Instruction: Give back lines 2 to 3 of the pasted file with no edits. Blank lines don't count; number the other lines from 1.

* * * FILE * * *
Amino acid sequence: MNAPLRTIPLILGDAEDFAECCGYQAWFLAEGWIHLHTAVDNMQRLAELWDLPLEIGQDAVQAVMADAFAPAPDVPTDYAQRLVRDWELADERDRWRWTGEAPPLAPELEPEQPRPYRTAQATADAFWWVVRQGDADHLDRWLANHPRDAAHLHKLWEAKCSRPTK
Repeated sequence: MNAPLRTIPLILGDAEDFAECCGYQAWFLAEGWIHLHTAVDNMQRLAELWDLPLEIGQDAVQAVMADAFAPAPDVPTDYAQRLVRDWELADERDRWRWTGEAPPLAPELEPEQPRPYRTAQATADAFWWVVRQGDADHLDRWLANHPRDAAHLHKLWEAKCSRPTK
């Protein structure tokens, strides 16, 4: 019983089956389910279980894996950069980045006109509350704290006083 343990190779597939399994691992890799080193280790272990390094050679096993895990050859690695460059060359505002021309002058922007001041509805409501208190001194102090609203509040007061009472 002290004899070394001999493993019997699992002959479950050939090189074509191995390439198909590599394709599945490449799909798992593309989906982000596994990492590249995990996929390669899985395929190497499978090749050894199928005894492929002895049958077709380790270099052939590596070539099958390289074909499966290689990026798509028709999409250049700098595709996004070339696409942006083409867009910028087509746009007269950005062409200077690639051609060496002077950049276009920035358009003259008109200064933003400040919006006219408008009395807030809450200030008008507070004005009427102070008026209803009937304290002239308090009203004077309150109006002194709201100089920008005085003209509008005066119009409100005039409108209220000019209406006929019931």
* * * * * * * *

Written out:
Repeated sequence: MNAPLRTIPLILGDAEDFAECCGYQAWFLAEGWIHLHTAVDNMQRLAELWDLPLEIGQDAVQAVMADAFAPAPDVPTDYAQRLVRDWELADERDRWRWTGEAPPLAPELEPEQPRPYRTAQATADAFWWVVRQGDADHLDRWLANHPRDAAHLHKLWEAKCSRPTK
């Protein structure tokens, strides 16, 4: 019983089956389910279980894996950069980045006109509350704290006083 343990190779597939399994691992890799080193280790272990390094050679096993895990050859690695460059060359505002021309002058922007001041509805409501208190001194102090609203509040007061009472 002290004899070394001999493993019997699992002959479950050939090189074509191995390439198909590599394709599945490449799909798992593309989906982000596994990492590249995990996929390669899985395929190497499978090749050894199928005894492929002895049958077709380790270099052939590596070539099958390289074909499966290689990026798509028709999409250049700098595709996004070339696409942006083409867009910028087509746009007269950005062409200077690639051609060496002077950049276009920035358009003259008109200064933003400040919006006219408008009395807030809450200030008008507070004005009427102070008026209803009937304290002239308090009203004077309150109006002194709201100089920008005085003209509008005066119009409100005039409108209220000019209406006929019931």